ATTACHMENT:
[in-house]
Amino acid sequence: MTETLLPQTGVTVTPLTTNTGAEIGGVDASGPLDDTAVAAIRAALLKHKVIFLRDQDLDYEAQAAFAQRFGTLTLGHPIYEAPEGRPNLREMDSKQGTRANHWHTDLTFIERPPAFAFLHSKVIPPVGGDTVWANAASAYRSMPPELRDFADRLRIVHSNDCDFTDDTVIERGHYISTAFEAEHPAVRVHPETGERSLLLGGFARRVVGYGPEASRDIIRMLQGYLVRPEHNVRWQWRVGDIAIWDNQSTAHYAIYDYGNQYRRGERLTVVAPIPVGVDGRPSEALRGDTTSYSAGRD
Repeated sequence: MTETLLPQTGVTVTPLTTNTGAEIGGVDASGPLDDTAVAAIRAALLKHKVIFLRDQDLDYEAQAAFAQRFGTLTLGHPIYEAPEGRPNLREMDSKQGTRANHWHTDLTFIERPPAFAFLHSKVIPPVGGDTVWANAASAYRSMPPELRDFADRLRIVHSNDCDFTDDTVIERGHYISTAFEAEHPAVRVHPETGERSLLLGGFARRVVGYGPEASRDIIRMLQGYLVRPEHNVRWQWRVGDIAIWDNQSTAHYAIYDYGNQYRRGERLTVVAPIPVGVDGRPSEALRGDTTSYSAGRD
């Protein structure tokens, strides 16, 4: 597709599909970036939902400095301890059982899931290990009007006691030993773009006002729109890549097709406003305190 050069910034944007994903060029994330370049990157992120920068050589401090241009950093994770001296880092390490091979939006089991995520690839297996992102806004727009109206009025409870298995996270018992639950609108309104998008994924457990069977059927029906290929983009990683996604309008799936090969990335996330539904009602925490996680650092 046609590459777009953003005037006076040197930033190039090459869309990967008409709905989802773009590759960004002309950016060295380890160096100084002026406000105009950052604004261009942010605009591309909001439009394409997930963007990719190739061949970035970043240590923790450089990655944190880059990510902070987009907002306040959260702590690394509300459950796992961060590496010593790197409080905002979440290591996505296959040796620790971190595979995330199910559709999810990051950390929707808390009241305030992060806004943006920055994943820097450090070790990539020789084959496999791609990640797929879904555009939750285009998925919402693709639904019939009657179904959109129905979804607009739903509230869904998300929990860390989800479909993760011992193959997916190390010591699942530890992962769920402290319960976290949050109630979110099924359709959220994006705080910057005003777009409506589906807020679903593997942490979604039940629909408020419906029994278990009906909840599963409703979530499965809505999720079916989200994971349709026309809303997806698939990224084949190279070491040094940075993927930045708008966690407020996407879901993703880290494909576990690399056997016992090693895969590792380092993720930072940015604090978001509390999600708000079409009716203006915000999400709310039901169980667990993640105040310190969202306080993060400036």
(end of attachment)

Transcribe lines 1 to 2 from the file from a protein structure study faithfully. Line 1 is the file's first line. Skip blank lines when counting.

[in-house]
Amino acid sequence: MTETLLPQTGVTVTPLTTNTGAEIGGVDASGPLDDTAVAAIRAALLKHKVIFLRDQDLDYEAQAAFAQRFGTLTLGHPIYEAPEGRPNLREMDSKQGTRANHWHTDLTFIERPPAFAFLHSKVIPPVGGDTVWANAASAYRSMPPELRDFADRLRIVHSNDCDFTDDTVIERGHYISTAFEAEHPAVRVHPETGERSLLLGGFARRVVGYGPEASRDIIRMLQGYLVRPEHNVRWQWRVGDIAIWDNQSTAHYAIYDYGNQYRRGERLTVVAPIPVGVDGRPSEALRGDTTSYSAGRD